The Department of Comparative Literature at the University at Buffalo is a relatively small, yet independent program. It combines a tradition of scholarly rigor with openness to fresh currents in literary studies. Students may pursue either a Master’s Degree in Comparative Literature or a PhD in Comparative Literature at the University at Buffalo. In the past, students have drawn upon a wide variety of comparative knowledges and methodologies including philosophy, psychoanalysis, legal studies, political theory, and anthropology to successfully fulfill program requirements.
Faculty members in the Department of Comparative Literature, similarly, draw upon a range of research interests including nationalism and colonialism, cultural studies, the visual arts (film theory, art history, and architecture) as well as gender studies. Moreover, the department is supplemented not only by affiliated faculty members, but also by a full program of distinguished visiting lecturers as part of the Just Theory Lecture Series.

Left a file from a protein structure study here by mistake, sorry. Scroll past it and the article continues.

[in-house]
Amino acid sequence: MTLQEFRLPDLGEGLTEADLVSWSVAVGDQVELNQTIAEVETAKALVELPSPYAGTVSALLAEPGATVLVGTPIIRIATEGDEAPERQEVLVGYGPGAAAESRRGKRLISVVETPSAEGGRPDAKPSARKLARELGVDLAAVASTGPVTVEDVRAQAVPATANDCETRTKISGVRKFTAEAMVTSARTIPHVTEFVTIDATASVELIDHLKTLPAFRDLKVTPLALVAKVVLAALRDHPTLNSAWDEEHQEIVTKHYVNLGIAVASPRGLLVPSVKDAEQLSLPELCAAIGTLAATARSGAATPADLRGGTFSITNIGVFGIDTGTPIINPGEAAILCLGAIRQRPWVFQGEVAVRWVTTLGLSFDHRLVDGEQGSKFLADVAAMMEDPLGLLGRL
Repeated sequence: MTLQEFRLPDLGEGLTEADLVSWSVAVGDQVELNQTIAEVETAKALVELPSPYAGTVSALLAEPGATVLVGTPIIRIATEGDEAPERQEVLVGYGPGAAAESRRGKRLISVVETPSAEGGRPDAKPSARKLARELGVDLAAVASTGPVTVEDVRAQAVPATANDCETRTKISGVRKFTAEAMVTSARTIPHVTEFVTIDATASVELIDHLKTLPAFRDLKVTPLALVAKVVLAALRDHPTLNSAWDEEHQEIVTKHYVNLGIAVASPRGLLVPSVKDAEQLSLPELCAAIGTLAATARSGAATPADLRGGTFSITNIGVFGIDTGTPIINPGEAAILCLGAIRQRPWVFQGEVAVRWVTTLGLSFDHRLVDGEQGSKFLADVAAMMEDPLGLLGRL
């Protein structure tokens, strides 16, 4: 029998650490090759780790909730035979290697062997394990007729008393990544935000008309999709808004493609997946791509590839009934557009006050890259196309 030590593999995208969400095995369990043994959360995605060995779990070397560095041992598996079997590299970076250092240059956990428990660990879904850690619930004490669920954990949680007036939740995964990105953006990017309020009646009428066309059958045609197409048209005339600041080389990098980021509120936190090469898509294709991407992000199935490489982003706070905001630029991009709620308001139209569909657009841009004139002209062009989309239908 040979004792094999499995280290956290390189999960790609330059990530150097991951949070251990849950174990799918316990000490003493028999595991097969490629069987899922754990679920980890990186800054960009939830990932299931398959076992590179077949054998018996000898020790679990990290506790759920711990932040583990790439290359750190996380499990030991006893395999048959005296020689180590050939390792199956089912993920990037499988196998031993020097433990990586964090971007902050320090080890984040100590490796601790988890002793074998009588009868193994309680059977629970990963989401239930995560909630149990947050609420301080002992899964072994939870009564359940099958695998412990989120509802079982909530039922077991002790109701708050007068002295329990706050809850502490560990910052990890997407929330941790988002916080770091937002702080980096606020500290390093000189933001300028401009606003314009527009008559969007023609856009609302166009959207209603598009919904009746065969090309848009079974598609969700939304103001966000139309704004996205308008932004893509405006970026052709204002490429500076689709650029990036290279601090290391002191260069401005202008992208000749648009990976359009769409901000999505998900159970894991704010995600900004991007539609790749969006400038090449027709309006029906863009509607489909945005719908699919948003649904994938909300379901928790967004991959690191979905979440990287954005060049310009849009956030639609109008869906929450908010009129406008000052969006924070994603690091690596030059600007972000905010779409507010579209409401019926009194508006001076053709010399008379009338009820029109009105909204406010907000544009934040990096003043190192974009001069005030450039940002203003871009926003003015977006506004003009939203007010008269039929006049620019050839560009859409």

Because of its small size, the department offers students a very close working relationship with faculty. There are approximately as many faculty members as degree-seeking students. In all cases, students take considerable personal initiative in shaping their program of study. Students will also have the opportunity to partake in the rich student culture in the department including working on Theory@Buffalo and/or organizing the annual graduate student conference.
"For me comparative literature is simply an education in critical consciousness."
- Heidi Bohn, Program Alumna (PhD, 2010)
"Comparative Literature offers a unique opportunity within contemporary academic practices to explore texts and ideas across barriers of language, temporality and discipline. While doing this, this program also allows us to reflect more deeply upon the nature of those barriers and how they gain their validation. "
-Rachit Anand, PhD Student
"Comparative Literature to me isn't really just about literature. It's about paying attention to the ways in which we read, understand, and engage with the world and with meaning-making."
- Bess Rose, Program Alumna (MA, 2001)